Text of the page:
Can I Still Have Kids After an Egg Donation?
Many kind-hearted healthy young women think about becoming egg donors to help other women to experience the joy of having their own babies. Because most of these egg donors will also want to have a family of their own one day or may want to extend their existing family in the future, one of the most important questions they should ask is whether they will still be able to have their own kids after donating eggs.
In this article, we provide the answer – which, in short, is: yes, you can still have kids after an egg donation – and explain exactly why this possible.
An egg donation is a truly great gift to another woman, who would otherwise not be able to carry a pregnancy of her own. And there are thousands of couples worldwide waiting for an egg donation to help them to start or grow their families.
Some egg donors may donate some of their eggs to give a family member or a friend the chance to have a family, while others may have heard of or know of someone who struggled to fall pregnant and want to alleviate this anguish for even just one other woman in the same situation, even if they will never meet or even know each other’s names.
In giving this amazing gift, these kind-hearted healthy young egg donors who selflessly donate their eggs should make absolutely certain that it will not in any way affect their own ability to have a child in future. As a result, one of the most important questions women considering egg donation should ask is “can I still have kids after an egg donation?”.
The simple answer to this question is: “Yes, you can still have kids after an egg donation.”
In the longer answer below we explain why donating some of your eggs does not affect your ability to fall pregnant or to have children in the future, even after multiple donations.
Egg donation will not deplete your egg supply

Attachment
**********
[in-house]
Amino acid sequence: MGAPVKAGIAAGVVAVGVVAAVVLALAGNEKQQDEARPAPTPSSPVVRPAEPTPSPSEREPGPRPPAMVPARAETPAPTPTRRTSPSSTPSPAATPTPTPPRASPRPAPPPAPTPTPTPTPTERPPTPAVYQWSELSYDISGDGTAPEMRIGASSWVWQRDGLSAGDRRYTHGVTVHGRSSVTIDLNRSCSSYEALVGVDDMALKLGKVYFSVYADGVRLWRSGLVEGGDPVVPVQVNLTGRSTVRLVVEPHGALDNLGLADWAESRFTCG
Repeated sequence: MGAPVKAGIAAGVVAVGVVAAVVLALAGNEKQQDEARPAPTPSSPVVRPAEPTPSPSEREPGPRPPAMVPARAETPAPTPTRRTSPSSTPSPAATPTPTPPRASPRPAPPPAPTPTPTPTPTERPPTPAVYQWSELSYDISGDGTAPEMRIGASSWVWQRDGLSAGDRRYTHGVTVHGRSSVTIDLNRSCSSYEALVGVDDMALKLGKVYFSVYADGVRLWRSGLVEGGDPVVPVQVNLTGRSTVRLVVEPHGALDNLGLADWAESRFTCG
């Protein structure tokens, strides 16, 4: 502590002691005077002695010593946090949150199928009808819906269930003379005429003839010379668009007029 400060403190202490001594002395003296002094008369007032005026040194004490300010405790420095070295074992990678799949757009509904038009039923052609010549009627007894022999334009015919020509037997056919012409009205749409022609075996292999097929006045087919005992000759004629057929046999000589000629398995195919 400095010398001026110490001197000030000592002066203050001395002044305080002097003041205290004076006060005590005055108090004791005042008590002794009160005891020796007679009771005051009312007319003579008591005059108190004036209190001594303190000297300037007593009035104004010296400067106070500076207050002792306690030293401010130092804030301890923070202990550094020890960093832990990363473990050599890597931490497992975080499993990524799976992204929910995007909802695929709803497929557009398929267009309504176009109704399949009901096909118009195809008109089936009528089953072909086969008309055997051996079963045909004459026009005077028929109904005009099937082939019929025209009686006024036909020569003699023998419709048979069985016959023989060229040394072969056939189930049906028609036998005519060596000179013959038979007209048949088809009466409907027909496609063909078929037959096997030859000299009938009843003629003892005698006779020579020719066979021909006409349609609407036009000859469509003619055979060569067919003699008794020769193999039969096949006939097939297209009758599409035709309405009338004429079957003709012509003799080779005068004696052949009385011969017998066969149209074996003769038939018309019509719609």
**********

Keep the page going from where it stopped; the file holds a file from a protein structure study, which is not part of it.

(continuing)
Your egg supply – or the number of eggs in each of your ovaries – has already been determined by the time you are born. Your ovaries contain all the eggs that are ovulated during your life and this is called your ovarian reserve or your egg reserve.
On average, a woman is born with approximately 2 million eggs. This egg reserve declines with age and is reduced to approximately 200 000 by the time menstruation starts.
Only about 400 of these eggs are ovulated during a woman’s lifetime. During each menstrual cycle of a young woman, about 10 to 20 of the little eggs show up in the follicles, which look like little black balloons full of fluid on the ovaries, and begin to grow and mature. Eventually, one egg takes the lead, growing strongest, and is the one egg that will be ovulated for that cycle. This egg sends a signal to the other eggs to stop growing and these eggs are not ovulated, but essentially die away and are reabsorbed by the body.
The number of eggs recruited in each menstrual cycle sharply declines with age. When you’re 30, you might be recruiting 15 eggs, but by the time you are 35, it may be just 7 or 8 eggs. When you’re 40, you might only be recruiting 1 or 2 eggs.
During an egg donation cycle, the number of eggs collected are comparable to the number of eggs lost in a menstrual cycle – around 20.
Even so, when you donate at Cape Fertility, we make absolutely certain that you have ample eggs to donate and that you have sufficient eggs to protect your future fertility, by doing thorough medical checks before you can donate.
What are the side effects of egg donation?
There are some common side effects egg donors may notice during the donation cycle or after the egg retrieval.